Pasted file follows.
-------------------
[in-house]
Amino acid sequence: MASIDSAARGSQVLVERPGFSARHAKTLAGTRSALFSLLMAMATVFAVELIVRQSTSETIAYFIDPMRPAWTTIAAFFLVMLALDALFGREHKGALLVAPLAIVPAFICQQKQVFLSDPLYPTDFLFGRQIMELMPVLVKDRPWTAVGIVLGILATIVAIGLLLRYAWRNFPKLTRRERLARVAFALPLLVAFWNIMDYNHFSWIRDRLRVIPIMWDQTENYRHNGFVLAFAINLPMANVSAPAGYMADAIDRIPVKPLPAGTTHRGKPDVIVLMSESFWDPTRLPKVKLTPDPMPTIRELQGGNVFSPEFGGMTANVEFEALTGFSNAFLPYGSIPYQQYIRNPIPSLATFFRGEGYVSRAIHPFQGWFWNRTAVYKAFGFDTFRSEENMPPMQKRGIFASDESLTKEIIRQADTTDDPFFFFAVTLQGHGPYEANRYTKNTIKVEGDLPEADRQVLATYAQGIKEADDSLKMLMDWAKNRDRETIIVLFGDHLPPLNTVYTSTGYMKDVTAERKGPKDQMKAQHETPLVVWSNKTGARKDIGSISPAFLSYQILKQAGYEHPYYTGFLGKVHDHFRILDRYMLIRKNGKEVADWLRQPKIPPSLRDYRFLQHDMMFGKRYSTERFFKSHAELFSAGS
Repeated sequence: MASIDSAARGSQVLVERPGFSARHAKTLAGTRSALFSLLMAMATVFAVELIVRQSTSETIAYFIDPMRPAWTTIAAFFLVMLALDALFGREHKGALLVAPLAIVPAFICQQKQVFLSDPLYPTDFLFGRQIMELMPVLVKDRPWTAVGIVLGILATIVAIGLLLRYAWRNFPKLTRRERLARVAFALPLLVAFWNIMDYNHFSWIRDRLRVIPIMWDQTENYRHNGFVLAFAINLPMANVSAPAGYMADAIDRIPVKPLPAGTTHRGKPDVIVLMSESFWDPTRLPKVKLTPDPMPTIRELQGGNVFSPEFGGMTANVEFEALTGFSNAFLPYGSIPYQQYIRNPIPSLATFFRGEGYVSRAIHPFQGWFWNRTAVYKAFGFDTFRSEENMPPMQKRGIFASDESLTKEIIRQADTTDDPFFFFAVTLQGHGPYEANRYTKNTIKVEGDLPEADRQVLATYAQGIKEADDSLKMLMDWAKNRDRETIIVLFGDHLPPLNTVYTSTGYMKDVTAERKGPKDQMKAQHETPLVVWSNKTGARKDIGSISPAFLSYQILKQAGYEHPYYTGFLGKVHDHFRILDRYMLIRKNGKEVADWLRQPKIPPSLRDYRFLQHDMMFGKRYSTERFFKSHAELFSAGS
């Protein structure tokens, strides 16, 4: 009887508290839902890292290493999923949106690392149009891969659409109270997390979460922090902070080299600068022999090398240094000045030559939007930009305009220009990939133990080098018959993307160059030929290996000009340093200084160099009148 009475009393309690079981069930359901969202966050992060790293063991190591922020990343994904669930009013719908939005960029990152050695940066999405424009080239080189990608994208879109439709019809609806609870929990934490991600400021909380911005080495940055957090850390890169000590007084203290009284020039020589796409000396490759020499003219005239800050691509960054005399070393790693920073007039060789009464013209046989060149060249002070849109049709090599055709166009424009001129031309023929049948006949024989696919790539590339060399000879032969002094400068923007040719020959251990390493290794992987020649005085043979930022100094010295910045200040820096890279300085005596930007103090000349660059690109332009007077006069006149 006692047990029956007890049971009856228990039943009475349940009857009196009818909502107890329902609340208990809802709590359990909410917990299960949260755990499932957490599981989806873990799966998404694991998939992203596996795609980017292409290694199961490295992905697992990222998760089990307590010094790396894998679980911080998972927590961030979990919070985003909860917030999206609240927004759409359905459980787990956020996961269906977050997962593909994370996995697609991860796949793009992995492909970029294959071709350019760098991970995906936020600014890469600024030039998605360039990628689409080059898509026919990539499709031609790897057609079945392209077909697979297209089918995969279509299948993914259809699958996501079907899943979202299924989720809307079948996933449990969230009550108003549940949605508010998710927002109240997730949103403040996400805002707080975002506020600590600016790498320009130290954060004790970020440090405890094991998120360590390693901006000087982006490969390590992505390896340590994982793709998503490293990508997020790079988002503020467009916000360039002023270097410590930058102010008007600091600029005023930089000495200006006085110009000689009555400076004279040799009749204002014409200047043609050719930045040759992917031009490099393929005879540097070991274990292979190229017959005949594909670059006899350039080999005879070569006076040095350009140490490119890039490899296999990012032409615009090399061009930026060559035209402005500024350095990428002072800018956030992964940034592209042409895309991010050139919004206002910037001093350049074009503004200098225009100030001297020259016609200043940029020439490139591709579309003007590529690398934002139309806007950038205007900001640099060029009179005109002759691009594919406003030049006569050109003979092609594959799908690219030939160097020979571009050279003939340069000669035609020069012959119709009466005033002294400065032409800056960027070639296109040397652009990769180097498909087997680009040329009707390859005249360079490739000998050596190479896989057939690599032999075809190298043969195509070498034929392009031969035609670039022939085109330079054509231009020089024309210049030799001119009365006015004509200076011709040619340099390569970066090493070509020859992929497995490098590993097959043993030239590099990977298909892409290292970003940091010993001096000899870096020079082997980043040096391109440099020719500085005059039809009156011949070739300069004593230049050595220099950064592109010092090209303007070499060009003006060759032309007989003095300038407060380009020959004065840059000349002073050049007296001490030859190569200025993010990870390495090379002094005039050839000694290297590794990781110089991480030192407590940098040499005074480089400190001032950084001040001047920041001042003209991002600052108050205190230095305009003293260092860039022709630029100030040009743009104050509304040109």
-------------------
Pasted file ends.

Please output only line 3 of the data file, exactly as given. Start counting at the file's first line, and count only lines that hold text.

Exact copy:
Repeated sequence: MASIDSAARGSQVLVERPGFSARHAKTLAGTRSALFSLLMAMATVFAVELIVRQSTSETIAYFIDPMRPAWTTIAAFFLVMLALDALFGREHKGALLVAPLAIVPAFICQQKQVFLSDPLYPTDFLFGRQIMELMPVLVKDRPWTAVGIVLGILATIVAIGLLLRYAWRNFPKLTRRERLARVAFALPLLVAFWNIMDYNHFSWIRDRLRVIPIMWDQTENYRHNGFVLAFAINLPMANVSAPAGYMADAIDRIPVKPLPAGTTHRGKPDVIVLMSESFWDPTRLPKVKLTPDPMPTIRELQGGNVFSPEFGGMTANVEFEALTGFSNAFLPYGSIPYQQYIRNPIPSLATFFRGEGYVSRAIHPFQGWFWNRTAVYKAFGFDTFRSEENMPPMQKRGIFASDESLTKEIIRQADTTDDPFFFFAVTLQGHGPYEANRYTKNTIKVEGDLPEADRQVLATYAQGIKEADDSLKMLMDWAKNRDRETIIVLFGDHLPPLNTVYTSTGYMKDVTAERKGPKDQMKAQHETPLVVWSNKTGARKDIGSISPAFLSYQILKQAGYEHPYYTGFLGKVHDHFRILDRYMLIRKNGKEVADWLRQPKIPPSLRDYRFLQHDMMFGKRYSTERFFKSHAELFSAGS